Two months after resigning as city clerk, Conroy was elected mayor of Anchorage for a one year term, from April 1923 to April 1924. As mayor he met with President Warren G. Harding when Harding came to Alaska to open the Alaska Railroad in the summer of 1923. In a very close election in April 1924 (Conroy received 512 votes to local businessman’s Arthur A. Shonbeck’s 508), Conroy was again elected mayor, but submitted his resignation at the September 17, 1924 city council meeting, stating that he was leaving Anchorage for several months. In an article in the Anchorage Times, historian Stephen Haycox states that Conroy resigned “to save the town the cost of maintaining the office, and to see to his own interests.”14 Conroy was elected to the city council in April 1927, and served a one year term. He ran unsuccessfully for another term on the city council in April 1928.

Some of the major concerns of the municipal government during the period when Conroy served as either a councilman or mayor, as seen through the city council minutes, included attempting to purchase of the telephone and power system from the Alaskan Engineering Commission, reviewing a proposed franchise for buying electrical power for Anchorage from the Anchorage Light and Power Company, overcrowding in the schools and the need for a new school building, the expansion of the water and sewer system, additional street lights, sanitation issues (filthy dog yards and dairies, problems with garbage collection), street grading and stump removal, and construction of additional dock space.  There was the problem of what to do with vacant buildings, such as the one Austin E. “Cap” Lathrop had built for his movie The Chechahcos at the end of Third Avenue. In a lighter moment, the city council authorized $200 for Noel Wien to put on an “aerial circus” for Anchorage on the 4th of July, 1924.15

Later Years

Conroy remained in Anchorage for the rest of his life. After leaving office, he continued to work in some capacity as a miner, but retired sometime before 1940.16 He had mining interests in the Willow Creek Mining District north and west of Palmer. He was a member of Pioneers of Alaska, Igloo 15, and one of the first members of the Cook Inlet Historical Society. Nellie Juriah Conroy died on September 5, 1946. Michael Joseph Conroy died on November 10, 1958.17


  1. Obituary, “M. J. Conroy Dies; Was Anchorage’s Second Mayor,” Anchorage Daily Times, November 11, 1958, 7.
  2. Michael J. Conroy, 1900 U.S. Census, Trinidad City, Las Animas County, Colorado, 1900 United States Federal Census [database on-line], (accessed September 24, 2014).
  3. Typescript, M.J. Conroy File, John Bagoy Pioneer Files (B2004.011), Box 2, Atwood Research Center, Anchorage Museum at Rasmuson Center, Anchorage, Alaska.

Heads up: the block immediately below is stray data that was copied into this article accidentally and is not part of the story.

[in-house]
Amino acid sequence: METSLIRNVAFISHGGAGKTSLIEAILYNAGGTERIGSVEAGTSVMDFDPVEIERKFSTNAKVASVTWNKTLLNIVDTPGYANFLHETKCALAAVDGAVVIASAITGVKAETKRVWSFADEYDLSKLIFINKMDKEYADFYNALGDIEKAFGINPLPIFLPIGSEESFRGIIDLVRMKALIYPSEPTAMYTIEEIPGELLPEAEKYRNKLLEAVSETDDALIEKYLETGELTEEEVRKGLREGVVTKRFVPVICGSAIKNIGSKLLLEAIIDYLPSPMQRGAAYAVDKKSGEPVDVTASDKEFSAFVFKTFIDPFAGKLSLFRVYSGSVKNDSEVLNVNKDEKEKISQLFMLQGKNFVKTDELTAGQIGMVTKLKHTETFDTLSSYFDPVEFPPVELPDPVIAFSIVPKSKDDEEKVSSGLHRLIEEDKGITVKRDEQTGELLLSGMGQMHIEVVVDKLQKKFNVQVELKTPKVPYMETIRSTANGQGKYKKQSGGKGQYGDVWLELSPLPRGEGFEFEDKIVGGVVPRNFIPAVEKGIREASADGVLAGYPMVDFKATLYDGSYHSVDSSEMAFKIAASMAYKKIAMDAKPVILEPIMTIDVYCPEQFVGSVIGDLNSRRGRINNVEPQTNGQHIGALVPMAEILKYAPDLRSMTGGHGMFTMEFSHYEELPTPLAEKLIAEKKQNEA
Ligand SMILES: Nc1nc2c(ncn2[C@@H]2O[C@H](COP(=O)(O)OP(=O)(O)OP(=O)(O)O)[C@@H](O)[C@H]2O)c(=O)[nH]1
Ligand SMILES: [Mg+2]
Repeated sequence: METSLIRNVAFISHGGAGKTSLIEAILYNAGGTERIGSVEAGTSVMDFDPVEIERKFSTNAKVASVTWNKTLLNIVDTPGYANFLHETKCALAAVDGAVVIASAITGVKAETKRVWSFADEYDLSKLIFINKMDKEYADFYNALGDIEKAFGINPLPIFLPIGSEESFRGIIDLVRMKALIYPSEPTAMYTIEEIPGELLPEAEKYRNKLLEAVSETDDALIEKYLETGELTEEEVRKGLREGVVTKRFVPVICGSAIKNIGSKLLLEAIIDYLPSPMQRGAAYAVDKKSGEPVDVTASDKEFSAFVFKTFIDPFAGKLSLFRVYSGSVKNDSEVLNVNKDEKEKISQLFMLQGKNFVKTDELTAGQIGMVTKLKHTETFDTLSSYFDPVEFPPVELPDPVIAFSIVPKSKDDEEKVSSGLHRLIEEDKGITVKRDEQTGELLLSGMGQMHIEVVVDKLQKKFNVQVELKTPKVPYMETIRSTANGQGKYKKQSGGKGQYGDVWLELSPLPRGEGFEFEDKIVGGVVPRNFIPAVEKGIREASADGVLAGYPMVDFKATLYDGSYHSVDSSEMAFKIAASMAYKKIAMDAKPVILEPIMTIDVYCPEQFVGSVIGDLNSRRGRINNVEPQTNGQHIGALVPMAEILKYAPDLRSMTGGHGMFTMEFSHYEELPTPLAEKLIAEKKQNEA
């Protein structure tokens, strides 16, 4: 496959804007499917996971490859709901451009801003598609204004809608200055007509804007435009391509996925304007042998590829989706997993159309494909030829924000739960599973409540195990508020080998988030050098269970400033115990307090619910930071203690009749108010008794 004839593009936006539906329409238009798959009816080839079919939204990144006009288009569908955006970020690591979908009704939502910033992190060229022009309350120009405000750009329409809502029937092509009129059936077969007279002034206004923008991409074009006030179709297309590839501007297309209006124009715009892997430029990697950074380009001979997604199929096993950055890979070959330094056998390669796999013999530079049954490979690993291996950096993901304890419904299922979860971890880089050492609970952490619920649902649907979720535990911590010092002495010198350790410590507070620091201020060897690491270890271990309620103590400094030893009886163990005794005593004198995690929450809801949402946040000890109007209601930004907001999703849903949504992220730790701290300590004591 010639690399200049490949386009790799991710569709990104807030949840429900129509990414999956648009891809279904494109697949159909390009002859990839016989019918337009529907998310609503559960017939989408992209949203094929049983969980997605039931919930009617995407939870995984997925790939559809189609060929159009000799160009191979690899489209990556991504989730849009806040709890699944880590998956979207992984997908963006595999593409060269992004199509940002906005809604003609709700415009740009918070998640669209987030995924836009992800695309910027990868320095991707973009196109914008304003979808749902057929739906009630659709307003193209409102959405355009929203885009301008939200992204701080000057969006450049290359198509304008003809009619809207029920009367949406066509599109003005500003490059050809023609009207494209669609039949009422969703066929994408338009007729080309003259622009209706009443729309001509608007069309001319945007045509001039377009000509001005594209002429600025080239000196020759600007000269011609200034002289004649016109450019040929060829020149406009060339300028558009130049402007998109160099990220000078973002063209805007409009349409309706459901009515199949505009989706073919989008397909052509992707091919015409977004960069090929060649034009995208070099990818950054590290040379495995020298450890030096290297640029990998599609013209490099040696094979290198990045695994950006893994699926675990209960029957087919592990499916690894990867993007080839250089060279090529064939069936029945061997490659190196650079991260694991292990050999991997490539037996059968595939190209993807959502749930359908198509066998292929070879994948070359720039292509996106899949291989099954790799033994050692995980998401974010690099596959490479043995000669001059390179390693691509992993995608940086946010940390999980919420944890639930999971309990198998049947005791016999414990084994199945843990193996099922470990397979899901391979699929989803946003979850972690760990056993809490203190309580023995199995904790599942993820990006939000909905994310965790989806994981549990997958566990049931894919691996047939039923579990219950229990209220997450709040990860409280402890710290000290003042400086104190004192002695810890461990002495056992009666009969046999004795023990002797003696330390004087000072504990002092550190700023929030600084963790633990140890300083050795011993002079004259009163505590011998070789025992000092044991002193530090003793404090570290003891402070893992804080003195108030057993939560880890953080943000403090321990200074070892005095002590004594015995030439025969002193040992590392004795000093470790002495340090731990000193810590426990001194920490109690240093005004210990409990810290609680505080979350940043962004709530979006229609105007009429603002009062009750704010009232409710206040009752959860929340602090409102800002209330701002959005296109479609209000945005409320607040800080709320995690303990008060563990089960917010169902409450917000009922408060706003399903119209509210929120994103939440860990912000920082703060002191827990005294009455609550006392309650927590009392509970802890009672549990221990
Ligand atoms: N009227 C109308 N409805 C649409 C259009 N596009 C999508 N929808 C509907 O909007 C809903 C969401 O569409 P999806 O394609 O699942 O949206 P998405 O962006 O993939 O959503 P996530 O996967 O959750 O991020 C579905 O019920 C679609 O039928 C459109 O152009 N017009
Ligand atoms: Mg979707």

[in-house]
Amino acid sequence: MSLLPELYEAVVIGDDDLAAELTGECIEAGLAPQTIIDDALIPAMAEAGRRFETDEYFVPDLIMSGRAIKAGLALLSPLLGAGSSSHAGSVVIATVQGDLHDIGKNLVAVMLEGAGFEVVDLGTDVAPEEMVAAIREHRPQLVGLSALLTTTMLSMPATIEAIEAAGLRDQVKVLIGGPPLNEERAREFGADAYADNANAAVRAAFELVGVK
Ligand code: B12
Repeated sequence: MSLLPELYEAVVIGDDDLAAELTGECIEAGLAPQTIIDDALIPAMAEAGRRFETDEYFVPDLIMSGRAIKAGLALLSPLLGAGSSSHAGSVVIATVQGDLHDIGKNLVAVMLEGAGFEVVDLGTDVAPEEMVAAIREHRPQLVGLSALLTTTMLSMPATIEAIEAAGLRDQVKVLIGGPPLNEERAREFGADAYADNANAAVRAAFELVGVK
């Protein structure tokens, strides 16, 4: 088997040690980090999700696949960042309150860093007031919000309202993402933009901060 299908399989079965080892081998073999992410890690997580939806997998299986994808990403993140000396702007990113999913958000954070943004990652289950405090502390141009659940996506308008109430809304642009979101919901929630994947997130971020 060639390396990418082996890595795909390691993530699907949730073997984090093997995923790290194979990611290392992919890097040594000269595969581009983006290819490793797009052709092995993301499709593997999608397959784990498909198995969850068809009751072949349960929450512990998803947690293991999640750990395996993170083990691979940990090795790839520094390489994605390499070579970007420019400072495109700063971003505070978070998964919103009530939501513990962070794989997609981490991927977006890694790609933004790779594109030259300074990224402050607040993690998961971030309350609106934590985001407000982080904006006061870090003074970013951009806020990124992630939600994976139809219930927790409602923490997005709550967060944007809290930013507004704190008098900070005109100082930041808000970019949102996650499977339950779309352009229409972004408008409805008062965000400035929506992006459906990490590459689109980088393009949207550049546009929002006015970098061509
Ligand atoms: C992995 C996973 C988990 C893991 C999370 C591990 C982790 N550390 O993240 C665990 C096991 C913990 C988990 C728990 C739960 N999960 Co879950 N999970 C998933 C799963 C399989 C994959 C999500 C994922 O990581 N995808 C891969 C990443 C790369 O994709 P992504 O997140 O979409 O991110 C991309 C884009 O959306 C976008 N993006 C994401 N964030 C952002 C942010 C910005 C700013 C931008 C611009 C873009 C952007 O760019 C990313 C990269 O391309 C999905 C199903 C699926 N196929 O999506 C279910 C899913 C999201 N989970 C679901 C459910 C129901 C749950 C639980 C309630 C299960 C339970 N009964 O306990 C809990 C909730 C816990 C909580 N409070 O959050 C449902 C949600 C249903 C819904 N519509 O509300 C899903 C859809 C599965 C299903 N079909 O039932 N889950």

4. Stephen Haycox, “Obscure mayor saw rough times,” Anchorage Times, February 9, 1986, A-7.
  5. David A. Hales, Margaret N. Heath, and Gretchen L. Lake, compilers, An Index to Dawson City, Yukon Territory and Alaska Directory and Gazetteer, Alaska-Yukon Directory and Gazetteer, and Polk’s Alaska-Yukon Gazetteer and Business Directory, 1901-1912, Volume II: C-E (Fairbanks: Elmer E. Rasmuson Library, University of Alaska Fairbanks, 1995), 130; “John Ballaine: Speculating Father,” in A Warm Past: Travels in Alaska History: 50 Essays by Stephen Haycox (Anchorage: Press North, 1988), 79; and Mary J. Barry, Seward, Alaska: A History of the Gateway City, Part 1: Prehistory to 1914 (Anchorage: M.J. Barry, 1986), 142-143.
  6. “Nell J. Conroy Dies Suddenly,”Anchorage Daily Times, September 6, 1946, 1.
  7. Michael J. Conroy, Anchorage, Third Judicial District, Alaska, World War I Draft Registration Cards, 1917-1918 [database on-line], (accessed September 24, 2014).
  8. Michael J. Conroy, 1920 U.S. Census, Anchorage, Third Judicial District, Alaska Territory, 1920 United States Federal Census [database on-line], (accessed September 24, 2014).
  9. Prospectors Back,” Anchorage Daily Times, August 16, 1920, 6.
  10. Claus-M. Naske and Herman E. Slotnick, Alaska: A History, Third Edition (Norman: University of Oklahoma Press, 2011), 155.
  11. Stephen Haycox, “Obscure mayor saw rough times,” Anchorage Times, February 9, 1986, A-7.
  12. Stephen Haycox, "Obscure mayor saw rough times," Anchorage Times, February 9, 1986, A-7; and Stephen Haycox, “The Orchestra at Chickaloon, Alaska,” in A Warm Past: Travels in Alaska History: 50 Essays (Anchorage: Press North, Inc., 1988), 130-131.
  13. “Retires from Office” [Editorial],”Anchorage Daily Times, February 17, 1923, 3.
  14. Stephen Haycox, “Obscure mayor saw rough times,” Anchorage Times, February 9, 1986, A-7.
  15. Minutes of Meetings, November 1920-November 1924, Anchorage City Council Minutes, Volumes 1, 2, November 26, 1920-May 27, 1933 [microfilm edition], Alaska Collection, Z.J. Loussac Library, Anchorage Public Library.
  16. Michael Conroy, U.S. 1930 Census, Anchorage, Third Judicial District, Alaska Territory, 1930 United States Federal Census [database on-line], (accessed September 24, 2014); and Michael Conroy, U.S. 1940 Census, Anchorage, Third Judicial District, Alaska Territory, 1940 United States Federal Census [database on-line[, (accessed September 24, 2014).
  17. “Nell J. Conroy Dies Suddenly,” Anchorage Daily Times, September 6, 1946, 1; and “M.J. Conroy Dies; Was Anchorage’s Second Mayor,” Anchorage Daily Times, November 11, 1958, 7.


No entry for Michael J. Conroy was included in John P. Bagoy’s Legends and Legacies: Anchorage, 1910-1935 (Anchorage: Publication Consultants, 2003).  See also the M.J.Conroy file, Bagoy Family Pioneer Files (2004.11), Box 2, Atwood Resource Center, Anchorage Museum at Rasmuson Center, Anchorage, AK.  By Walter Van Horn and Bruce Parham, December 16, 2014.

Preferred citation: Walter Van Horn and Bruce Parham, “Conroy, Michael J.,” Cook Inlet Historical Society, Legends & Legacies, Anchorage, 1910-1940,

Major support for Legends & Legacies, Anchorage, 1910-1940, provided by: Anchorage Museum at Rasmuson Center, Atwood Foundation, Cook Inlet Historical Society, and the Rasmuson Foundation. This educational resource is provided by the Cook Inlet Historical Society, a 501 (c) (3) tax-exempt association. Contact us at the Cook Inlet Historical Society, by mail at Cook Inlet Historical Society, Anchorage Museum at Rasmuson Center, 625 C Street, Anchorage, AK 99501 or through the Cook Inlet Historical Society website,